February 18th, 2013 10:42 EST
LAPD`s Mishandling of Entire 'Christopher Dorner Affair' Worthy Theme of Saturday`s Protests!
True, the Christopher Dorner fiasco is finally totally over with, but leaves a very bad taste in the collective throats of most Americans, and especially citizens living in the Los Angeles, Ca. area.
Well, perhaps not entirely over with; a modest cache of protesters (around 30, according to NBC4 News) assembled outside LAPD headquarters Saturday afternoon (Feb. 16th).The gist of these protestations were in general the way the LAPD handled the entire `Dorner Affair,` with some specific references of misconduct mentioned (Police Brutality!) in public demonstrations.
No, these protests were humble, not exactly mirroring the epic Vietnam War protests of the 1960s, yet there did appear to be a kernel of honesty to what they were saying, while all along emphasizing Dorner was a vicious rogue killer, whose means to an end were misplaced.
Clearly Dorner lost it, snapped and turned into a twisted criminal himself, such as he formerly was attempting to curtail. *(Or was crime-fighting Dorner`s real motive for joining the LAPD?) But didn`t the LAPD snap also? The Torrance shootings are evidence of this.
I believe, part of what`s behind Saturday`s modest protest, is the entire history of the LAPD, which would need to include the still controversial Rodney King imbroglio. Yet Christopher Dorner knew its history well; this makes me wonder why he ever wanted to be an LA cop in the first place?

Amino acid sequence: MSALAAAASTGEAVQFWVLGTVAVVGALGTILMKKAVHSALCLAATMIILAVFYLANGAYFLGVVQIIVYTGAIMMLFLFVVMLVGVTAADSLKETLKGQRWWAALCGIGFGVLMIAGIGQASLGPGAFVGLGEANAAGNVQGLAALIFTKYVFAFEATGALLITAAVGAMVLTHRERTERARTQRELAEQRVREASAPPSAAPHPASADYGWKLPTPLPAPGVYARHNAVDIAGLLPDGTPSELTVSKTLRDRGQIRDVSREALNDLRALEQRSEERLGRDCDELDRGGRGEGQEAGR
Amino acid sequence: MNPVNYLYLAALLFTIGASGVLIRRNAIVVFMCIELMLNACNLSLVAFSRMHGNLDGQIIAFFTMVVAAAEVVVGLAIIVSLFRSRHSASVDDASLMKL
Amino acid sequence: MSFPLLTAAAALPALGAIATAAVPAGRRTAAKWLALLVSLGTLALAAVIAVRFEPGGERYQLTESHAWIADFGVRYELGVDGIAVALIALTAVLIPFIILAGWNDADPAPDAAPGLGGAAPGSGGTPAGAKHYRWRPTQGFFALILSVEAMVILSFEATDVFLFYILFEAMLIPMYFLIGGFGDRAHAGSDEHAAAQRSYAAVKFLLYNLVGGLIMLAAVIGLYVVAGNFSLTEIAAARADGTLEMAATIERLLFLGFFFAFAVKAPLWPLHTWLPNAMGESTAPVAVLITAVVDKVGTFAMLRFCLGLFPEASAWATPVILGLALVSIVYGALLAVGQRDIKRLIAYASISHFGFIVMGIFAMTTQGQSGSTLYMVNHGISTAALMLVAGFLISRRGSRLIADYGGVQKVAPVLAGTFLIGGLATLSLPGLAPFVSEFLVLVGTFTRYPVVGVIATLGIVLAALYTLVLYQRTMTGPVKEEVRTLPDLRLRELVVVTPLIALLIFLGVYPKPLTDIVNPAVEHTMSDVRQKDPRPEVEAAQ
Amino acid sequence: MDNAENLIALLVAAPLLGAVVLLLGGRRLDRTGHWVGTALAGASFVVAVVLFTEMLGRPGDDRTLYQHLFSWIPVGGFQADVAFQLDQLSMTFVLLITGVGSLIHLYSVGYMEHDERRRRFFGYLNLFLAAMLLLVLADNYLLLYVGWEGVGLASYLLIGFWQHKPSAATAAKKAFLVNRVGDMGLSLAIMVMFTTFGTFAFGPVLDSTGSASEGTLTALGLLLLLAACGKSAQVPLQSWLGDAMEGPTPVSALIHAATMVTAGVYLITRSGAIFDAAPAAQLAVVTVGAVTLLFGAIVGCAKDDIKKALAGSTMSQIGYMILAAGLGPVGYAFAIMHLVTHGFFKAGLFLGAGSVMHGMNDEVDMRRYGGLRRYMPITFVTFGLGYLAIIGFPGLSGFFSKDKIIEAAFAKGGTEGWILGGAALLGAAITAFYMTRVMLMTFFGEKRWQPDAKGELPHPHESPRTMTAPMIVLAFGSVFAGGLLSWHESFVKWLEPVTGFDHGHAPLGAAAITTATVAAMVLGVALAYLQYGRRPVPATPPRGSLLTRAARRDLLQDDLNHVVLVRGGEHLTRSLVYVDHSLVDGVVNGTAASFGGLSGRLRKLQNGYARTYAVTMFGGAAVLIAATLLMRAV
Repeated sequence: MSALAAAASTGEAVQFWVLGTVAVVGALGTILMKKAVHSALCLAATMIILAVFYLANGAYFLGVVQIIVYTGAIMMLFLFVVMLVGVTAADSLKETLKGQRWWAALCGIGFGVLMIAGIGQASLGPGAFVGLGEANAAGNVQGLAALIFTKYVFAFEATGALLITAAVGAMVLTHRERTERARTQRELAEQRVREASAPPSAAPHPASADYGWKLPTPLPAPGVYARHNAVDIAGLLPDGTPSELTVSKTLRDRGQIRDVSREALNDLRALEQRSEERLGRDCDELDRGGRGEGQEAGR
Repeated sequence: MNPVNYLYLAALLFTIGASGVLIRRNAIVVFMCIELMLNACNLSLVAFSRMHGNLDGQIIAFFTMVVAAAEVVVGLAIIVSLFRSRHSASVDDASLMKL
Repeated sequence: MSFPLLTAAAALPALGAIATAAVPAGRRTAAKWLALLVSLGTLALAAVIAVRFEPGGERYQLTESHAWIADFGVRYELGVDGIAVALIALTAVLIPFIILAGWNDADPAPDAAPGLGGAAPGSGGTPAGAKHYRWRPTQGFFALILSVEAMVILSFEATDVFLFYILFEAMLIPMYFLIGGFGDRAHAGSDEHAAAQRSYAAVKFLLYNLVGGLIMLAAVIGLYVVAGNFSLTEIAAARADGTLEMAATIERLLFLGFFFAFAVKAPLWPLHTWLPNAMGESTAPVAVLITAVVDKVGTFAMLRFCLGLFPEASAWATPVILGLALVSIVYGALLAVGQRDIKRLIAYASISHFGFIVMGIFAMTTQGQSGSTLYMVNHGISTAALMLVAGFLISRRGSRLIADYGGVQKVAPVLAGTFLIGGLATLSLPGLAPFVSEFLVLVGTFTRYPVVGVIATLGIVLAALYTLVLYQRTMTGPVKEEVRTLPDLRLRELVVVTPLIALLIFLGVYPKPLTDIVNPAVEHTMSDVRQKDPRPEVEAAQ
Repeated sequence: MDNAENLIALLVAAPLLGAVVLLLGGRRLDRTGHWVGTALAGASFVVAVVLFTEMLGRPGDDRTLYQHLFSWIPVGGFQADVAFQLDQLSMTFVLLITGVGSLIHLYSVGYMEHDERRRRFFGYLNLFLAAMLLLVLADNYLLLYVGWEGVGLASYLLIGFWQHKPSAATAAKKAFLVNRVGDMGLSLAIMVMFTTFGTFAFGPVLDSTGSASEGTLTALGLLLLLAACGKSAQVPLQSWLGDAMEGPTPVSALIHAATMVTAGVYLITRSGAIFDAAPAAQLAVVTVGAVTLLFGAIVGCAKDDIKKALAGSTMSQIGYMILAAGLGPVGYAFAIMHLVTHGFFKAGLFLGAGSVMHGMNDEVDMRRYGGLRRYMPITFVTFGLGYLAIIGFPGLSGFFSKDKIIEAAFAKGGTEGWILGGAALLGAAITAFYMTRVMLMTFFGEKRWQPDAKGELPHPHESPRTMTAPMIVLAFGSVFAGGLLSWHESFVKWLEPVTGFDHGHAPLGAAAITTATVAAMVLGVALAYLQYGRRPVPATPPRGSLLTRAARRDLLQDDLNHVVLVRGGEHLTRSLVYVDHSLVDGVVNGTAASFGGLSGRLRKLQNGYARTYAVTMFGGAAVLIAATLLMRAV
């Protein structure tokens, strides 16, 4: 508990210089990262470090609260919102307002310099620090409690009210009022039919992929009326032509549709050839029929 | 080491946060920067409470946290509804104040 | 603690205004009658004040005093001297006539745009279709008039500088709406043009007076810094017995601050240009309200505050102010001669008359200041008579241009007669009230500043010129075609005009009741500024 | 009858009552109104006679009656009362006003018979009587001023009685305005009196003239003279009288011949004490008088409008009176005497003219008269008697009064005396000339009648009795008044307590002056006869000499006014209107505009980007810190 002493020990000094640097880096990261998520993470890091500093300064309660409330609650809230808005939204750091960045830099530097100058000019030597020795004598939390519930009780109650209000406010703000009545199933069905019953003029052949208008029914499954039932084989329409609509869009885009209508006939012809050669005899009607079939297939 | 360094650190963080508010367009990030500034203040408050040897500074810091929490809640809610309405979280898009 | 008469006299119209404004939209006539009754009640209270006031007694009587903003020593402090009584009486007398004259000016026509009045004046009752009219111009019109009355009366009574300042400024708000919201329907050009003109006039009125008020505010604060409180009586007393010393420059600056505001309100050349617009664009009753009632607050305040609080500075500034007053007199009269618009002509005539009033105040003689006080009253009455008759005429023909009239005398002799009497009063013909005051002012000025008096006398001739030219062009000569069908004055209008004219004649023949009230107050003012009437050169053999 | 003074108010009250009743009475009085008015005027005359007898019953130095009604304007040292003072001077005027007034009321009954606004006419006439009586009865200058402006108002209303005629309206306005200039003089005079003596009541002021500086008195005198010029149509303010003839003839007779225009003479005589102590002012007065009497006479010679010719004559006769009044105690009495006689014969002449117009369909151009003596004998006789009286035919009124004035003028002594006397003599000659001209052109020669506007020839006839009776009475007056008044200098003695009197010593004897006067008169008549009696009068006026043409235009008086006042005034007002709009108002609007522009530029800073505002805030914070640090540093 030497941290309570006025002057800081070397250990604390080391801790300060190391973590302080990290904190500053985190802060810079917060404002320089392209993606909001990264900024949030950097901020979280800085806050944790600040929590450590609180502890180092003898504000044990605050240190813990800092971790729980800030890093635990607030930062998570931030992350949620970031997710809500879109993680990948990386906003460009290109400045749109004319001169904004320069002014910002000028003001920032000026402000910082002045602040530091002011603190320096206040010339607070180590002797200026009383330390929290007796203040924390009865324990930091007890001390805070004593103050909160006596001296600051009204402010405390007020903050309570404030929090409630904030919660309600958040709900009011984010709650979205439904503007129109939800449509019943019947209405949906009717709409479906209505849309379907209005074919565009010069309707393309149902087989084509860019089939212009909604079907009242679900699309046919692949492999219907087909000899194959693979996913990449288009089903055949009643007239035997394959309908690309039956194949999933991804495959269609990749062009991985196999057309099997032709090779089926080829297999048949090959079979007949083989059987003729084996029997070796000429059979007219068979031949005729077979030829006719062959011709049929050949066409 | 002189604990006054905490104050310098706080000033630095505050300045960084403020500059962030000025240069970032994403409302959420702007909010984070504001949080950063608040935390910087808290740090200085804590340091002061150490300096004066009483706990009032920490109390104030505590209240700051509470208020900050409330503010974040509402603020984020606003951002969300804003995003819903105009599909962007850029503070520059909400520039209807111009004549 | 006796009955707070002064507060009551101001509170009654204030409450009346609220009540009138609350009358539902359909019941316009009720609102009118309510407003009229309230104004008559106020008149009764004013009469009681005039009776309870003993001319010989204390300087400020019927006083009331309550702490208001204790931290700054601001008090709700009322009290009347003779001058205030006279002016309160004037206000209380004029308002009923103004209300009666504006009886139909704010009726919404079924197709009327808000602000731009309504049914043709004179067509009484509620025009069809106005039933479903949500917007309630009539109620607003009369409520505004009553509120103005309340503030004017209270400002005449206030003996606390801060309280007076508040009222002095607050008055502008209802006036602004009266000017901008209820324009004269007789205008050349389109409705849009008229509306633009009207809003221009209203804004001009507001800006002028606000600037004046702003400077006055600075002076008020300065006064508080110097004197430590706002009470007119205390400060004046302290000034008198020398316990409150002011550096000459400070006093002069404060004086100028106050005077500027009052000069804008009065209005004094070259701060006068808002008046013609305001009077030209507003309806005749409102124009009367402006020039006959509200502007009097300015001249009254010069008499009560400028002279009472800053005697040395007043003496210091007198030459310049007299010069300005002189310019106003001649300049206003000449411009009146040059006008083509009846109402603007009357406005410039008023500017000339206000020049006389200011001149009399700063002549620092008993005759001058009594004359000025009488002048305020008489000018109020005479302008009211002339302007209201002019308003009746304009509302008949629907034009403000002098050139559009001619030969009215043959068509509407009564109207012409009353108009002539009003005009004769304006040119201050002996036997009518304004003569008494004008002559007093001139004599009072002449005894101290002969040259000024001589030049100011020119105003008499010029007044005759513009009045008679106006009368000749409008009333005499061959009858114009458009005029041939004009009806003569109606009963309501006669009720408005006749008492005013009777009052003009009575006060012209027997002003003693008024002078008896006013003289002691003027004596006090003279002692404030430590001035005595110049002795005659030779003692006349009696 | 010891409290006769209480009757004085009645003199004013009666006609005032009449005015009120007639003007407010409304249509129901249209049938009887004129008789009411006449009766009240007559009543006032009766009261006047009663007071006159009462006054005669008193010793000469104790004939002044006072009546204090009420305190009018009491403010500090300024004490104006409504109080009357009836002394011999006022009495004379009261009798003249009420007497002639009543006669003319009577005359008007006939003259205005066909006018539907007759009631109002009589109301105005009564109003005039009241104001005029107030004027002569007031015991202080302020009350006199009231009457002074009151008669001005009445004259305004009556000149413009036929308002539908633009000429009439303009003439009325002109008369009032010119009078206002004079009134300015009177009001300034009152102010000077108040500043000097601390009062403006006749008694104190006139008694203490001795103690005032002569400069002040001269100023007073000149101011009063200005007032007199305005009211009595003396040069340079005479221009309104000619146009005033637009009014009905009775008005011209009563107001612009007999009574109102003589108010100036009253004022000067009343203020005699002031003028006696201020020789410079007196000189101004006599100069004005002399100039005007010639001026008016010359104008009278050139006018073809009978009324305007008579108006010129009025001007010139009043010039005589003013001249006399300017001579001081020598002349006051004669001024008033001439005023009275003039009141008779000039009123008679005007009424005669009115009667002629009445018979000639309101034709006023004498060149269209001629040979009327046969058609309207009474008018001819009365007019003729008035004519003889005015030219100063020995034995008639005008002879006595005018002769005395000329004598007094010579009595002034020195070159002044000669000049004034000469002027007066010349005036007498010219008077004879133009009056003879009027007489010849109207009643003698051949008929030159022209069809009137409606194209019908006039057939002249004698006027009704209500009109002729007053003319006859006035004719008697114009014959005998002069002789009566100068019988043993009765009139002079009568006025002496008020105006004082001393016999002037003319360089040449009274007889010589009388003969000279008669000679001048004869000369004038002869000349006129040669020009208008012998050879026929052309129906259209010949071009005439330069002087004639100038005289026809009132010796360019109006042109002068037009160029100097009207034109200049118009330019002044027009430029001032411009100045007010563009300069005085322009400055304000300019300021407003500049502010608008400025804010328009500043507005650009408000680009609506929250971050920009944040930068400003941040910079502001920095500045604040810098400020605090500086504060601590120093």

He gave them trouble right from the time he began his training. Maybe he had a plan to expose the LAPD right from the get go; a kind of undercover operation, a sting of sorts.
This is a good theory and makes sense in light of his Manifesto and what he ultimately ended up doing. Yea, exposing corruption inside the LAPD is probably what he had in mind all along; the protests make his wish a reality, where procedural faux pax(s) are clearly elucidated.
More than 100 rounds were fired off by the LAPD at a blue truck in Torrance, a few days after Dorner vanishes on the lam, but actually the vehicle contained two innocent black women, who were merely delivering newspapers.
Why weren`t the ladies stopped first before the gun firing commenced? Another major item, mentioned by Vincent Nam, seemingly a spokesperson for the subdued, yet ernest protest, is the tossing of burner gas canisters (pyrotechnic tear gas) into the isolated cabin at Big Bear, where a desperate Dorner was held up in a nervous last stand.
I watched this entire stand off live on television, as did millions of other people. Is the way the police (I realize, this is not just the LAPD) portray this violent closure to the Dorner Incident really the way it went down?
I agree with the protesters; the police intentionally burned down the cabin prematurely, without giving Dorner time enough to properly surrender! I viewed it in real time, and that`s precisely what occurred. I couldn`t believe how big the fire was, almost instantly! The fact that Dorner shot himself in the head was only reported after the fact.
It might be claimed he actually was murdered, since he only shot himself in the head once he knew he was going to burn to death. Too, if he ran outside of the cabin, he would have been shot like a dog with rabies (he knew that, we know that). No, perhaps the Dorner Affair is not entirely over with.
They`re reopening the situation with his firing (characterized as unjust by many), and that`s a good outcome. Did LAPD trainer Teresa Evans assault a mentally ill man at a hotel back on July 28, 2007 (is the pressing issue, I believe)?
And what about those who think of Dorner as a sort of folk hero, a Charles Bronson`s Death Wish character or Clint Eastwood`s Dirty Harry? Well, that may grow. I myself would like to see an accurate, academic history of the LAPD written and published. But what writer has enough courage to undertake such a project?